Turn All Your Dust Into Gold

September 7th, 2010

This article by Wu De (Aaron Fisher) helps us look into things a bit more clearly, dusting off old scrolls and books on magic to see if there is something to the old schools of Alchemy.

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Teaware Trends and an Intimacy with Objects

September 7th, 2010

This well-written article by Jennifer Sauer uncovers the many facets, ancient and modern, of teaware and our relationships to the objects we treasure in our quest to prepare better tea, as well as our journeys through life.

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Gong Fu Tea Tips, Issue 8

September 7th, 2010

In this issue we explore one of the greatest possible shifts on the road to mastery of Gong Fu tea.

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How Will I Know When My Tea is Ready?

September 7th, 2010

This is a wonderful article by Josh Chamberlain, who may be a newcomer to The Leaf but definitely not to tea. There’s great wisdom in here.

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Steeped in Solitude

September 7th, 2010

Another insightful and scholarly article by our own Frederick R. Dannaway: this time on Eastern eremitic traditions and their relationship to tea.

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The River of Tea

September 7th, 2010

This is a great, old article from our great-grandfather’s day. It was written by Elijiah Scidmore, published in 1889. It’s available here through Cornell library’s The Making of America project. We know you’ll enjoy this treasure from an old trunk in the attic.

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In the Zendo Eight

September 7th, 2010

Let us return to the Zendo: for a bit of hushed tea, and inspiration. This article is written by Thomas Leons, Wu De (Aaron Fisher), with a special guest appearance by Adam Yusko.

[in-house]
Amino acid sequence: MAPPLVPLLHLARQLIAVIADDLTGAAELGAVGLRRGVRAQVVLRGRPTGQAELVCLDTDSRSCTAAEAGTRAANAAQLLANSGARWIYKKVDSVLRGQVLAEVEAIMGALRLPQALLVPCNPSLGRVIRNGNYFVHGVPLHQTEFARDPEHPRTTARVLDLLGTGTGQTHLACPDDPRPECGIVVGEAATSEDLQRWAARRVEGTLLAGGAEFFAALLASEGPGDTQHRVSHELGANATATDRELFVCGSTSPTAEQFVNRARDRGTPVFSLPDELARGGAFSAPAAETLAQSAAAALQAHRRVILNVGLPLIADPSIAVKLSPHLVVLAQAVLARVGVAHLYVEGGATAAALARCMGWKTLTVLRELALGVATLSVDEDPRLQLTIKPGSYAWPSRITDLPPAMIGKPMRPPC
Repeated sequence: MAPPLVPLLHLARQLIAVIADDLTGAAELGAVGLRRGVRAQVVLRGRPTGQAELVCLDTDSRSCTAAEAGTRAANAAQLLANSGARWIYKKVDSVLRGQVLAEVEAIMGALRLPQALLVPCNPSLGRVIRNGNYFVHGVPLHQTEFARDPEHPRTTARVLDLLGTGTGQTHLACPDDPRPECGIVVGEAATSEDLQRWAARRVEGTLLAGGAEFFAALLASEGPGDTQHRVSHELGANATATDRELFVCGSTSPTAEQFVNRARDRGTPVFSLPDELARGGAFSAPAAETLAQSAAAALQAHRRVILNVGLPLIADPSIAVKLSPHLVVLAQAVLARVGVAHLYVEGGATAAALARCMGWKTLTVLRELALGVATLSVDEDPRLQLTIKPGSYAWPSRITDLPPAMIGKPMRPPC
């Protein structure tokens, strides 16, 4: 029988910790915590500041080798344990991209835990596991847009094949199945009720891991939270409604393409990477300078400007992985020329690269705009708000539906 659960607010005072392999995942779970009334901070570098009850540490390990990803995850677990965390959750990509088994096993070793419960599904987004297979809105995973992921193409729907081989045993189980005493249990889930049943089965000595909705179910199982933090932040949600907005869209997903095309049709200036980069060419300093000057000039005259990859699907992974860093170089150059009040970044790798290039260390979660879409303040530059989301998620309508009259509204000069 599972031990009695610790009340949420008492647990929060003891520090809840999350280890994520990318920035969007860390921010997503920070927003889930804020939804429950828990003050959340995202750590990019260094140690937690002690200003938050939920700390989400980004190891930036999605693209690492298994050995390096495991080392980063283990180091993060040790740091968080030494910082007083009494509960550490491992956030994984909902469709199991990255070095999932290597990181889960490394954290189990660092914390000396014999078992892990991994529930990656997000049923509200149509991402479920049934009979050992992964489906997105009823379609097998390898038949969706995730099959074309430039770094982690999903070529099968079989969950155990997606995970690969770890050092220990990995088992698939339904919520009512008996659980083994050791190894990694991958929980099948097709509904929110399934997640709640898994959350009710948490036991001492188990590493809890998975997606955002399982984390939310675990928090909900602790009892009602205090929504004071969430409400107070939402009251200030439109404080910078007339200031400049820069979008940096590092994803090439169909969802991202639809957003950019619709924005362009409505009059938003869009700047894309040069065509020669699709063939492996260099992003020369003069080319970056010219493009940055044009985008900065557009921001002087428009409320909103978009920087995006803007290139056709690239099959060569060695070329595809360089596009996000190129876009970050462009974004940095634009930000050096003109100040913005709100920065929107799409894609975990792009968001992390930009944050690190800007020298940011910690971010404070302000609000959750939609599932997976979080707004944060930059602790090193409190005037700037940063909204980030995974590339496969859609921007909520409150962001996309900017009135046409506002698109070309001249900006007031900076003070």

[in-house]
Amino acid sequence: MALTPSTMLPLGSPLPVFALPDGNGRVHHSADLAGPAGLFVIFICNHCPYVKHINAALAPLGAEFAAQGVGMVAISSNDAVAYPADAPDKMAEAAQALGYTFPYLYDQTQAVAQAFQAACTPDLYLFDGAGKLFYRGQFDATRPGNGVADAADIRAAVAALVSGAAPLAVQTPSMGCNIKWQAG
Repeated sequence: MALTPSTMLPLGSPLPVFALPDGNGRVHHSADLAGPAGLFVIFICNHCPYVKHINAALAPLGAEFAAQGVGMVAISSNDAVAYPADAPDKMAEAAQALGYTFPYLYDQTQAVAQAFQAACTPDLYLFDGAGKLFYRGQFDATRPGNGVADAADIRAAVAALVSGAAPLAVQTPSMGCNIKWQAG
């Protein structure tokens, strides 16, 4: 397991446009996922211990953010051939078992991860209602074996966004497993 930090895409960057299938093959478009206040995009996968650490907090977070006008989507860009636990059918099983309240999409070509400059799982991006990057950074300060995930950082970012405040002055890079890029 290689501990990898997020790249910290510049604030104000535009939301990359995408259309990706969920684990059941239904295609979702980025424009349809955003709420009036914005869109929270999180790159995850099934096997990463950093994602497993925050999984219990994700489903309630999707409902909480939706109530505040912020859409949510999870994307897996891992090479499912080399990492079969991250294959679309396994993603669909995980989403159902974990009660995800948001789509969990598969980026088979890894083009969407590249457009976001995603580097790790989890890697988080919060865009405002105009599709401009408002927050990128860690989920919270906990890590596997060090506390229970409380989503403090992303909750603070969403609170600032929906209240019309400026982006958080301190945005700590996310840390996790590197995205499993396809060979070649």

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Fallen Leaves, Issue 8

September 7th, 2010

We continue our series of tea-related fiction with a tale you might have heard, though not like this one.


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Questions and Answers, Issue 8

September 7th, 2010

We receive a lot of questions by email all the time, and thought it was time we answer some of them publicly.

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Discussion of Issue Eight

September 7th, 2010
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This issue's poetry:

A place to escape to

When one cannot ease one's cares

in the mountains.

The hut beneath the pine

within the city.

 

—Toyohara Sumiaki

 

 

 

You can never discern the quality of tea by merely contemplating its flavor or sniffing its aroma.

 

    —Lu Yu—

 

 

 

In all circumstances serenity of mind should be maintained, and conversation should be so conducted as never to mar the harmony of the surroundings. The cut and color of the dress, the poise of the body, and the manner of walking could all be made expressions of the artistic personality. These [are] matters not to be lightly ignored, for until one has made himself beautiful he has no right to approach beauty. Thus the tea master [strives] to be something more than the artist—art itself. It [is] the Zen of aestheticism. Perfection is everywhere if we only choose to recognize it.  

 

    —Kakuzo Okakura —

 

 

 

All of us who study chanoyu, through that practice, aim towards actualizing respect and harmony among people. At the same time, through the same practice, one's self and body are polished and reflected upon, and one's mind is brought to a state of clarity. Genuine peace, peace without discrimination, achieved through a bowl of tea—this is what I pray will be accomplished through the Way of Tea.  

 

    —Sen Soshitsu Hounsai Iemoto—

 

 

Do not gulp the tea but sip it slowly allowing its fragrance to fill your mouth. There is no need to have any special attitude while drinking except one of thankfulness. The nature of the tea itself is that of no-mind. It does not discriminate and make differences. It is just as it is.   

 

    —Pojong Sunim, a Korean tea master, quoted by Stephen Batchelor—

 

 

 

 

 

 

Staff

Editor in Chief

Aaron Fisher (Wu De)

 

Editors

Jochen Bind

Jeffrey McCloud

Thomas Leons

Erick Smithe

Ethan Thompson

Dan Fisher

Aaron Davis

Norpel

 

Translators

Aaron Davis

Tsai Zhen Shin

Avon Yang